Wednesday, September 14, 2011

Required Reading. The tenth anniversary of September 11th was a few days ago, and though I'd initially thought to mark it in some way on the 12th here on my blog, I picked up this wonderful, brilliant book on Monday morning and knew I had to postpone my entry. Islam Explained by Tahar Ben Jelloun (translated from the French by Franklin Philip, The New Press, 2002) is a book you need to read, right now. Jelloun, a French writer of Moroccan descent, also wrote a previous book you may remember, Racism Explained to My Daughter (New Press, 1999, hardcover; 2006, paperback), originally published in France and translated into twenty languages, which is also a must-read.

Jelloun was moved to write this volume when he heard his own children repeat some inane remarks about Islam, and he thought that if Islam was misunderstood within his own family, how distorted was it in other families? He then read (or reread in some cases) books written by specialists, of which there is no shortage in France as Islam is the country’s second religion after Christianity. And then he started writing, with the goal of extracting the essentials and presenting them simply, clearly, and objectively for young readers in particular but also for adults (and I'd like to stress that this really is also a book for adults). It's “the book of a father who, talking to his children, would like to talk to all children everywhere,” and what Jelloun is seeking to do is “tell the story of Islam as it is recounted in serious books, to present it as something belonging to the universal heritage of humanity.”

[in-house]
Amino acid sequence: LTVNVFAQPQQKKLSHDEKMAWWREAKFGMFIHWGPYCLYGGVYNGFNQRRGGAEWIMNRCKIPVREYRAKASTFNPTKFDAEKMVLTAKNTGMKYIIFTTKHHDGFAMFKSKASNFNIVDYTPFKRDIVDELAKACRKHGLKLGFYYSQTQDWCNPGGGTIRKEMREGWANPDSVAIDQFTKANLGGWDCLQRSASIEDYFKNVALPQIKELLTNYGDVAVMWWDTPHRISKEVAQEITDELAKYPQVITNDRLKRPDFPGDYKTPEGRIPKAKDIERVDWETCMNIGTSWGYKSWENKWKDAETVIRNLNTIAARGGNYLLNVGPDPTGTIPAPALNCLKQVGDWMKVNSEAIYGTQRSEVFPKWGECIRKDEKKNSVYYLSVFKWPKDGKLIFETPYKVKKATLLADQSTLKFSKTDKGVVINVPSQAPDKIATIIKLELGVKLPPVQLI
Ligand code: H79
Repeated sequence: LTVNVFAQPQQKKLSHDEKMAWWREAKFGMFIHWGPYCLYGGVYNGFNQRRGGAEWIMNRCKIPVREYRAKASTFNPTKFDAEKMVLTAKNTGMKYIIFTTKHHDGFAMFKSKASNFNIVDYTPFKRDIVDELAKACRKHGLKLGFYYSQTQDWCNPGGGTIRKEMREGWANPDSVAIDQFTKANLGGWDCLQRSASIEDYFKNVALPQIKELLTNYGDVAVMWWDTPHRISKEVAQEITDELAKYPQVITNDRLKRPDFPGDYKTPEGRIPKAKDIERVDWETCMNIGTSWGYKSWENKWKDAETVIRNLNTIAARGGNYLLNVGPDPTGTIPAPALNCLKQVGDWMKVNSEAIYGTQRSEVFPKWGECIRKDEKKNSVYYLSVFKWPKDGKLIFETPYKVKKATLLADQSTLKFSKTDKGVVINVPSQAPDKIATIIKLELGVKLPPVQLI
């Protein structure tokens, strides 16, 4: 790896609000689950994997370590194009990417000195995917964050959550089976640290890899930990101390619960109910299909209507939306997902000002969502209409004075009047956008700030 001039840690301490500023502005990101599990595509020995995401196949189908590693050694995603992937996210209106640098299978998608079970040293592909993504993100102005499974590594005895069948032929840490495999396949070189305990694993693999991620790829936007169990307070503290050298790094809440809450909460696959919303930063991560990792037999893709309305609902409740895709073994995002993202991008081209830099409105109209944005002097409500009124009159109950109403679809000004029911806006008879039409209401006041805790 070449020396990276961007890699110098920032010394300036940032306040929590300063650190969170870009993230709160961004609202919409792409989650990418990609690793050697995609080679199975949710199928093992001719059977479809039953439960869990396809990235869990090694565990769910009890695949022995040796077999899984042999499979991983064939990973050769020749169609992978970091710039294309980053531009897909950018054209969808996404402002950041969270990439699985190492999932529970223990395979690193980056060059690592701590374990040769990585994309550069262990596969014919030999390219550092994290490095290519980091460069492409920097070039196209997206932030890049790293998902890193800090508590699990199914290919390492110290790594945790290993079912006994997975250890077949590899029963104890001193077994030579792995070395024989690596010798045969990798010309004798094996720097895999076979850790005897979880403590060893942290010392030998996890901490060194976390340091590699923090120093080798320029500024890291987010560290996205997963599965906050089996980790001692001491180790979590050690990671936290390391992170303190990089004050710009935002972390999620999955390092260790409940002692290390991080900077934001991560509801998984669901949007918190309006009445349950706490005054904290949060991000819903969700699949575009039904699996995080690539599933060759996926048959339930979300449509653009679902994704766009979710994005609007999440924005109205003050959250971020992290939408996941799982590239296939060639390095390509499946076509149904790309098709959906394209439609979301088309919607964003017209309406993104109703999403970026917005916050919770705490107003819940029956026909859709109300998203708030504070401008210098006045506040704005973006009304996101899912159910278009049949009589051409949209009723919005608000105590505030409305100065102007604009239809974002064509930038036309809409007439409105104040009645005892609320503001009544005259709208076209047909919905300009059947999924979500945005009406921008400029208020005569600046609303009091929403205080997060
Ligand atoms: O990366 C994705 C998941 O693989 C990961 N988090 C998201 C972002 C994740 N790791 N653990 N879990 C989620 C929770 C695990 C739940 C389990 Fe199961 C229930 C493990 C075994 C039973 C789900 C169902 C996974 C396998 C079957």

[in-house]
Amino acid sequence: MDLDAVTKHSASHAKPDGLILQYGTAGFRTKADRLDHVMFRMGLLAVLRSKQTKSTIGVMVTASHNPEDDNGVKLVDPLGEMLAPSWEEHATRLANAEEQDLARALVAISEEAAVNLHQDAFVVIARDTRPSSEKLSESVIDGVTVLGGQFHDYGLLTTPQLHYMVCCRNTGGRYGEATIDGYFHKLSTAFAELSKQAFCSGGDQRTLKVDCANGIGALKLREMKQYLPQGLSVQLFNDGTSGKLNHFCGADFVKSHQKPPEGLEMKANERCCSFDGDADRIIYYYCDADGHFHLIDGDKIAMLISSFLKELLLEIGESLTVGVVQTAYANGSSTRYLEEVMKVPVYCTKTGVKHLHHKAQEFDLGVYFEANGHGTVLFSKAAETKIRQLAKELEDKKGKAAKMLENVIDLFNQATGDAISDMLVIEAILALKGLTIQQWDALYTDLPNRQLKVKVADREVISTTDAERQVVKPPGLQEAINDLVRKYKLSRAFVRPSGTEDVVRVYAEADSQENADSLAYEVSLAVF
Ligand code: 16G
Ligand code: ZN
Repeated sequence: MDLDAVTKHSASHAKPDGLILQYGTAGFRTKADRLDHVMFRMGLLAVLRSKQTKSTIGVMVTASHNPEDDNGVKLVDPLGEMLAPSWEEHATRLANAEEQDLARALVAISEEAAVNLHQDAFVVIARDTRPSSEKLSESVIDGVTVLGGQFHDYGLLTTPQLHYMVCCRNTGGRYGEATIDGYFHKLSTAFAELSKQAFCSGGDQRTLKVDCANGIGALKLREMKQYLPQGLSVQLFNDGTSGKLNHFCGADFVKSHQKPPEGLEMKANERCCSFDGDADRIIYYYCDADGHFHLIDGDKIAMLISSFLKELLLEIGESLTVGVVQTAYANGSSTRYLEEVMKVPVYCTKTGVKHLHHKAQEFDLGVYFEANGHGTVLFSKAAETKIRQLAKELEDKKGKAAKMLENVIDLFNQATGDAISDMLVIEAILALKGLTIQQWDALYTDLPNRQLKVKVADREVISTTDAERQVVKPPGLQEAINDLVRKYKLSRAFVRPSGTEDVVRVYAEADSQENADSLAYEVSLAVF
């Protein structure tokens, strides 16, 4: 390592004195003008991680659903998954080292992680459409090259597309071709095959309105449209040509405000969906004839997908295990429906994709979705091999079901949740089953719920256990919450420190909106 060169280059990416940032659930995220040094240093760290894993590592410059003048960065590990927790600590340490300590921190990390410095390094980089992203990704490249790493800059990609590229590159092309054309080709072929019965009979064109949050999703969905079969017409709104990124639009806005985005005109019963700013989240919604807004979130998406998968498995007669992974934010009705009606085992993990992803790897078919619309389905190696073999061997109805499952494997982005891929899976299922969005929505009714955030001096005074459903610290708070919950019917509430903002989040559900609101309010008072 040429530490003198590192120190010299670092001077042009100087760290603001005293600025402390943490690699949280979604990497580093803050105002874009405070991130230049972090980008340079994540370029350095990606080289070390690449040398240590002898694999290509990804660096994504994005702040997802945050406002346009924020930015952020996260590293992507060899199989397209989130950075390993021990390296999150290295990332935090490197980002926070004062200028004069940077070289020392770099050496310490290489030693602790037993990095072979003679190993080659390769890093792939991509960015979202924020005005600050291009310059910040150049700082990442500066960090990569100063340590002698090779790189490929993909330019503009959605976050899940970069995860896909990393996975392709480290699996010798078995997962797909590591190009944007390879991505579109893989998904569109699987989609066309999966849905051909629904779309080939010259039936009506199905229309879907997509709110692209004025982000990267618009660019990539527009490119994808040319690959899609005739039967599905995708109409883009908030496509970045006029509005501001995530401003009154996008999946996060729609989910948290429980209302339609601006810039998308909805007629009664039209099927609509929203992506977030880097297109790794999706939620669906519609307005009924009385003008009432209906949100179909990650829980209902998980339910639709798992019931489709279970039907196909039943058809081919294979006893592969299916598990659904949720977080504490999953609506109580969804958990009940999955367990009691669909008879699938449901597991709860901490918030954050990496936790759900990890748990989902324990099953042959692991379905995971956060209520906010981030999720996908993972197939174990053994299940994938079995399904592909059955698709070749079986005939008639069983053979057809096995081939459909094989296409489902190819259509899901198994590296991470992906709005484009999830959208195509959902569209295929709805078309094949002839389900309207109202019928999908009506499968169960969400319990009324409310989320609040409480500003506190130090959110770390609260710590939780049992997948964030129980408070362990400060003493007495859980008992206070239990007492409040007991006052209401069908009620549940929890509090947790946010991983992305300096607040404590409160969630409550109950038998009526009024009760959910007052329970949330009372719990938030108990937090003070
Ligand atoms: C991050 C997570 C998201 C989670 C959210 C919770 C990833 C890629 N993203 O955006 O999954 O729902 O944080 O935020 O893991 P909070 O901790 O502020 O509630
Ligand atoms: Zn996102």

In his Preface, Jelloun writes what is certainly among the best sentiments I’ve ever read about tolerance. He says that beyond the knowledge Americans may have of Islam and beyond a desire to know “the other” or “the foreign,” there is also a need to keep the doors of one’s own culture open. “We can enrich ourselves only by exchange, in cultural and economic intermixing, in the dialogue between different peoples. For this, we must not indulge in racism or impose our cultural and religious values on others. It must not be said that “Western civilization is superior to other civilizations,” nor claimed that the world is experiencing “civilization and culture shock.” Cultures travel: they move around and get into homes without even being invited. The only dominant culture is that of intelligence, knowledge, and sharing. In this way culture does not dominate, but opens doors to those seeking to learn and to know what is going on outside their own tribe.”